Shutter Island by Dennis Lehane
With a movie adaptation set to hit theaters in just a month, now felt like the right time to finally read Dennis Lehane's best-selling suspense novel, Shutter Island. Nothing creeps me out more than something set in a mental institution, and this novel was no exception. It's 1954, and Federal Marshal Teddy Daniels and his partner have been sent to an island insane asylum to find a missing patient. But when a storm sets in and the doctors start acting suspicious, Teddy begins to question his mission—and his sanity.
"Beyond the wall, that way"—he pointed past Ward B—"is the original commander's quarters. You probably saw it on the walk up. Cost a fortune to build at the time, and the commander was relieved of his duties when Uncle Sam got the bill. You should see the place."
"Who lives there now?" Teddy said.
"Dr. Cawley," McPherson said. "None of this would exist if it weren't for Dr. Cawley. And the warden. They created something really unique here."
They'd looped around the back of the compound, met more manacled gardeners and orderlies, many hoeing a dark loam against the rear wall. One of the gardeners, a middle-aged woman with wispy wheat hair gone almost bald on top, stared at Teddy as he passed, and then raised a single finger to her lips. Teddy noticed a dark red scar, thick as licorice, that ran across her throat.
Related in BookPage: our interview with Lehane for The Given Day.
After the jump, you can watch the trailer for Martin Scorcese's adaptation Shutter Island—like the novel, it's guaranteed to give you the creeps!
The Lovely Bones by Alice Sebold
July 2002, Little, Brown
These were the lovely bones that had grown around my absence: the connections—sometimes tenuous, sometimes made at great cost, but often magnificent—that happened after I was gone. And I began to see things in a way that let me hold the world without me in it. The events that my death wrought were merely the bones of a body that would become whole at some unpredictable time in the future. The price of what I came to see as this miraculous body had been my life
The Unnamed by Joshua Ferris
Reagan Arthur / Little Brown, on sale January 18
Three years after a debut that dazzled the literary world (Then We Came to the End) Joshua Ferris returns with a second novel that is both difficult to describe and hard to forget. In The Unnamed, successful corporate lawyer Tim Farnsworth succumbs to a mysterious compulsion—he can't stop walking. At times, the urge strikes so suddenly that Tim darts out of his Manhattan office or his suburban home and pounds the pavement until his feet are bloody and his body collapses in an exhausted heap. As his marathon walks continue, the blinding urge has a devastating effect on Tim's career, his family and his health. The Unnamed challenges readers with its unlikely premise and lures them with writing that is intense, compelling and relentless in its narrative power.
He walked past neighbors' houses, he walked barefoot down Route 22. He walked past the supermarket: empty parking lot and an eerie glow. He walked past the Korean Baptist church and the Saks-anchored mall into the dreams of the late-night drivers who took home the image of some addled derelict in a cotton robe menacing the soft shoulder. He looked down at his legs. It was like watching footage of legs walking from the point of view of the walker. That was the helplessness, this was the terror: the brakes are gone, the steering wheel has locked, I am at the mercy of this wayward machine. It circled him around to the south entrance of the forest preserve. Five, six miles on foot after a fourteen-hour day, he came to a clearing and crashed. The sleep went as quickly as a cut in a film. Now he was standing again, in the cricket racket, forehead moist with sweat, knees rickety, feet cramped, legs aching with lactic acid. And how do you walk home in a robe with any dignity?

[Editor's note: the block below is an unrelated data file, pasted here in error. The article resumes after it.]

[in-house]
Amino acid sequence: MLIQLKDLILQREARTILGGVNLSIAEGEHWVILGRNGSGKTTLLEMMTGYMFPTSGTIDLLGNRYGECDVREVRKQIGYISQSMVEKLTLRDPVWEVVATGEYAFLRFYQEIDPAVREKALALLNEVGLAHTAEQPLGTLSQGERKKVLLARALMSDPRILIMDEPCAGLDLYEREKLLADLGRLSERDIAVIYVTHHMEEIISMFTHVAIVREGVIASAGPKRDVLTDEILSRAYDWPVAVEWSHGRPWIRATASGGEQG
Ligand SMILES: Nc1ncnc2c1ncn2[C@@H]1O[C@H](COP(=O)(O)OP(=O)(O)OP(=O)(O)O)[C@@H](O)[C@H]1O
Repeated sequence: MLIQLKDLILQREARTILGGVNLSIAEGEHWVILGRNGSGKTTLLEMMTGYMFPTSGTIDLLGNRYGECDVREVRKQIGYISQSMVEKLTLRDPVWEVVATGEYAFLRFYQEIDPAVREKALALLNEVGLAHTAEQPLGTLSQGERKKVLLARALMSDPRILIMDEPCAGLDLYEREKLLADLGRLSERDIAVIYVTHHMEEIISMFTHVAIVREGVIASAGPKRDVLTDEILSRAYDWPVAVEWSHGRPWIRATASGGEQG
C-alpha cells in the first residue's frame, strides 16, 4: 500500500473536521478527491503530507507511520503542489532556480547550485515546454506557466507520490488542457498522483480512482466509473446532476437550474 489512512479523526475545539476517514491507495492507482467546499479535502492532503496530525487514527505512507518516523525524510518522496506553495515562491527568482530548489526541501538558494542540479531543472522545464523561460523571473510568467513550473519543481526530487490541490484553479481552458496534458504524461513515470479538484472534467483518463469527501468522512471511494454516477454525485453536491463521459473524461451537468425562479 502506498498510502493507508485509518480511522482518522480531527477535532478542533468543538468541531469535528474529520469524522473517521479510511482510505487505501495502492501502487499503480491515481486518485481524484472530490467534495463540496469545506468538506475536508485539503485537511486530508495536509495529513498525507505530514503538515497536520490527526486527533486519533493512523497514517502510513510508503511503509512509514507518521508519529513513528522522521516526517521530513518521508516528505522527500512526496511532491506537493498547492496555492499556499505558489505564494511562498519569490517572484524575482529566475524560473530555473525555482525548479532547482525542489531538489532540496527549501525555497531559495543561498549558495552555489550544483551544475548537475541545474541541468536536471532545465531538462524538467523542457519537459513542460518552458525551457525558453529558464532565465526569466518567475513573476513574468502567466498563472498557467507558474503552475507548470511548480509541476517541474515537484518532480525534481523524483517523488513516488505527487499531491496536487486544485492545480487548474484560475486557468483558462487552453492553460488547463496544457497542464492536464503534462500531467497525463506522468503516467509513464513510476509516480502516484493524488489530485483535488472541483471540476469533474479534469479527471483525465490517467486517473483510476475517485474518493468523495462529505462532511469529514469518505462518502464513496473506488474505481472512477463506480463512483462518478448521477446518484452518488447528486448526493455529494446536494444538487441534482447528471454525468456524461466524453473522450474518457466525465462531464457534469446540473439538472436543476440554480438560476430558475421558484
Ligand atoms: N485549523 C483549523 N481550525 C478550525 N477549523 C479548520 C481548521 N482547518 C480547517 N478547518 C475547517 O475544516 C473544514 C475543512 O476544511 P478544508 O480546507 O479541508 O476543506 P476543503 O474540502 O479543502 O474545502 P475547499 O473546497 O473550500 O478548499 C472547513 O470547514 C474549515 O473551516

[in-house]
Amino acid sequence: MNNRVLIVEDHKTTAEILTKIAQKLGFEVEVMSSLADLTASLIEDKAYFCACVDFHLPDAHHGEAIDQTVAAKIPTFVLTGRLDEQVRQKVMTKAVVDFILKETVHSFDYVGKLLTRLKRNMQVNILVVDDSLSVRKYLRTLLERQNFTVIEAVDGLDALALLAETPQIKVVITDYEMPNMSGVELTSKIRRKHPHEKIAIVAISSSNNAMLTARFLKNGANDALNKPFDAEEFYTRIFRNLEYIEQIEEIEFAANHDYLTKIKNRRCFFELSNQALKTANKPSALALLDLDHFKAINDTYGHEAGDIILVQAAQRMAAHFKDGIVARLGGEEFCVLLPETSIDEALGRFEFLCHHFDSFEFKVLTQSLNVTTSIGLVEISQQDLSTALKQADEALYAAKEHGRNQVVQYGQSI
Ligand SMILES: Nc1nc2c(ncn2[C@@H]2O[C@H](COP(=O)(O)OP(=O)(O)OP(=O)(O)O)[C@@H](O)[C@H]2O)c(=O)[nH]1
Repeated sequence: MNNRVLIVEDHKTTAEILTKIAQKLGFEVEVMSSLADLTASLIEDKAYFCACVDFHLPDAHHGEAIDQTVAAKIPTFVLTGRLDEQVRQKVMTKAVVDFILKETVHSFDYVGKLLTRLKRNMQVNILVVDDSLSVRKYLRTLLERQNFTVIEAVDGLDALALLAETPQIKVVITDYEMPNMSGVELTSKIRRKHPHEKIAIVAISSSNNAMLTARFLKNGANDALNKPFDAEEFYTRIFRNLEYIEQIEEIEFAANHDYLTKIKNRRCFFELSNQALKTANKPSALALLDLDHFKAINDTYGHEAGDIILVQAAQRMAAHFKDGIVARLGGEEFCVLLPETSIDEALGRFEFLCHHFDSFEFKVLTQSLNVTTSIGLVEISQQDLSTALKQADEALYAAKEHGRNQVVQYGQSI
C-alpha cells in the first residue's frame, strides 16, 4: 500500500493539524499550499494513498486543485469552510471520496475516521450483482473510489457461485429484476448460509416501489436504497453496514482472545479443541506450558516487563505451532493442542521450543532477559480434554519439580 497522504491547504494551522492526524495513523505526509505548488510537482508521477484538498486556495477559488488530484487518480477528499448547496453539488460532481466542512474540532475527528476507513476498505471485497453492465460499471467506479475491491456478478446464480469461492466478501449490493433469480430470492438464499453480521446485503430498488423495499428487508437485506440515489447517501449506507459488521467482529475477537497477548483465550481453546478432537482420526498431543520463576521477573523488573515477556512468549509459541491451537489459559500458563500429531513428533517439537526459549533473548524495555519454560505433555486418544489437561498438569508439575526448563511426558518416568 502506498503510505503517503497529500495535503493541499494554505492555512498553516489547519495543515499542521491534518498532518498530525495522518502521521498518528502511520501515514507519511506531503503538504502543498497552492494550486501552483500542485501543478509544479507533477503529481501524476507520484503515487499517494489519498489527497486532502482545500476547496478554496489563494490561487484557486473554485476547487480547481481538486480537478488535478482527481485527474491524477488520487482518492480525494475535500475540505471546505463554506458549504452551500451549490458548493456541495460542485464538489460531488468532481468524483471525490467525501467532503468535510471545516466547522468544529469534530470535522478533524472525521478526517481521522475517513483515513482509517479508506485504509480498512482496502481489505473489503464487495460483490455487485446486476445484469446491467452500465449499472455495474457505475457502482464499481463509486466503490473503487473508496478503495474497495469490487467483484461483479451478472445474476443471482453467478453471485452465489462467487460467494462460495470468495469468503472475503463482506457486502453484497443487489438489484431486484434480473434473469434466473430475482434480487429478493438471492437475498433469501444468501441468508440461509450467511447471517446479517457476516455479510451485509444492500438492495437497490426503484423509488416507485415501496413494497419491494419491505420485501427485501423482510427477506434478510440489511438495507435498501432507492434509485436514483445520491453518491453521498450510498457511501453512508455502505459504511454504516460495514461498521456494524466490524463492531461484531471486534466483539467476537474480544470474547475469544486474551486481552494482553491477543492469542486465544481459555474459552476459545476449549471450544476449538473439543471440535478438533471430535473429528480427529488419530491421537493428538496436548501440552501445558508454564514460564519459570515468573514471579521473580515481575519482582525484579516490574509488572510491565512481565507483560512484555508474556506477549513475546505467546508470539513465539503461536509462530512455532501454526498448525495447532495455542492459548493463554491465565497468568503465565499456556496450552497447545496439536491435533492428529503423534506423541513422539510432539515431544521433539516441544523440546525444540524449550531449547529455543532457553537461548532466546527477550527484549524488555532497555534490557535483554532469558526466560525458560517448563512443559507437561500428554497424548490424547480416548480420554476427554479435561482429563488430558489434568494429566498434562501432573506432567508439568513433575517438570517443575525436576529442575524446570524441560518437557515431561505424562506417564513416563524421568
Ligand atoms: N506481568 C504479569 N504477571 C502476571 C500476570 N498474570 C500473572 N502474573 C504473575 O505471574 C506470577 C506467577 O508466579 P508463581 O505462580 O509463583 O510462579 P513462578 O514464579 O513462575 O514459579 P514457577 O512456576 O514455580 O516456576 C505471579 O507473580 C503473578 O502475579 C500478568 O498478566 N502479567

Watch for a Meet the Author Q&A with Ferris in the February issue of BookPage and read an interview with Ferris from 2007.
As 2010 rolls around, I know many of you will be making picks for a book club you’ve been a part of for years, or you’ll be joining a new group. (Or, maybe you’ve got your picks lined up months in advance. If so, please share the titles in the comments!)
My mom recently joined a book club in Arkansas, and I know she’s excited about January and February: Steven Galloway’s The Cellist of Sarajevo and Alice Munro’s Hateship, Friendship, Courtship, Loveship, Marriage are on the docket.
If you’re just starting a club, BookPage has many resources: We have a book club column in the print edition of BookPage (click here for December’s highlighted books); and we’ve got an entire page dedicated to all things book club on BookPage.com, where you can learn about new books out in paperback, write a profile about your club or review books your group enjoyed.
What books will your club be reading in 2010?
Juliet, Naked by Nick Hornby
September 2009, Riverhead
Juliet, Naked follows the intertwining stories of Duncan, a college professor in a small English town whose one passion is for the music of Tucker Crowe; Duncan's girlfriend Annie, who is beginning to realize how angry she is that she's just spent 15 years with a man who loves Tucker Crowe more than her; and Tucker Crowe himself, who has been in near-seclusion in rural Pennsylvania since shortly after the release of his greatest album, Juliet, in 1986. Hornby has a gift for illuminating the inner lives of his characters, from their moments of petty jealousy to the recognition of their scariest or most humbling needs. I especially appreciate his insight into the kind of fannish obsession that Duncan has for Tucker Crowe, which both embarrasses and sustains him. I always love Hornby's characters, and this book is no exception; I'm almost excited that I have another flight tomorrow, so I can have an excuse to plow through the rest of Juliet, Naked and find out how it ends!
What really frightened him was how spectacularly his transgression had paid off. All these years, he'd done nothing more than read and listen and think, and though he'd been stimulated by these activities, what had he uncovered, really? And yet by behaving like a teenage hooligan with a screw loose, he had made a major breakthrough. He was the only Crowologist in the world who knew about that picture, and he could never tell anyone about it, unless he wished to own up to being mentally unbalanced. Every other year spent on his chosen subject had been barren compared to the last couple of hours. But that couldn't be the way forward, surely? He didn't want to be the kind of man who plunged his arms into trash cans in the hope of finding a letter, or a piece of bacon rind that Crowe might have chewed. By the time he got back to the hotel, he had convinced himself he was finished with Tucker Crowe.